Scarab cars created by the gentleman racer sell for a mint...
Lance Reventlow was THE classic gentleman racer.
And the British-born Danish-American aficionado of all things automotive was heir to both a Danish nobleman’s title and the vast Woolworth fortune by birth. Cary Grant was his stepfather. One of his buddies was James Dean. He married a Bond girl. From this star-spangled background Reventlow became a successful racing driver, racing car builder and entrepreneur before his untimely death in a plane crash at the age of 36. Bonhams recently presided over the sale of a goodly proportion of his legacy at the Goodwood Revival auction.
Another of Reventlow’s stepfathers, Russian Prince Igor Troubetzkoy, had exposed the kid to the world of Grand Prix racing from a very young age. Troubetzkoy had won the 1948 Targa Florio at the wheel of a Ferrari 166 S – and Reventlow was determined to match the Prince’s feat in an American car. With this in mind in 1957 he set up Reventlow Automobiles Inc. (RAI) in Venice, California.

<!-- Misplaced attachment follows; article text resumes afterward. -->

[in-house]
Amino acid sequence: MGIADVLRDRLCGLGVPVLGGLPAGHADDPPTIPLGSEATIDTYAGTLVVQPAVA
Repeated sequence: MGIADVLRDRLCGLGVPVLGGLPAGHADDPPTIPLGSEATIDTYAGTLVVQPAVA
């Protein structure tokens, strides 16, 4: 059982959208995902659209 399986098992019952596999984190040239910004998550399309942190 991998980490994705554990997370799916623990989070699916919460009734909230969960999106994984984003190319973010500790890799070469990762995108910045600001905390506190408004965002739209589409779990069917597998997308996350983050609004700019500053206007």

The first RAI cars were Chevrolet-powered race cars he called Scarabs (the name comes from the Egyptian ‘good luck’ beetle). A driver called Chuck Daigh drove a Scarab to victory in the 1958 Riverside International Grand Prix in California finishing ahead of world-class European marques like Ferrari and Maserati.
Daigh and Reventlow himself drove a pair of Formula 1 Scarab single-seaters in the 1960 F1 season, making their debut at the Monaco GP, though success on the biggest stage proved more elusive. They found fame as the world’s first all-American team of F1 cars, while Reventlow, who had just married Jill St. John – later to star as Tiffany Case in Diamonds Are Forever – captured the attention of the celebrity press.
A quartet of Scarab vehicles went on sale at auction at the Bonhams Goodwood Revival auction, including two of the F1 cars (pictured) as well as the Fiat-Bartoletti transporter and the 1958 Chevy touring car.
These are gorgeous machines with real historical chops.
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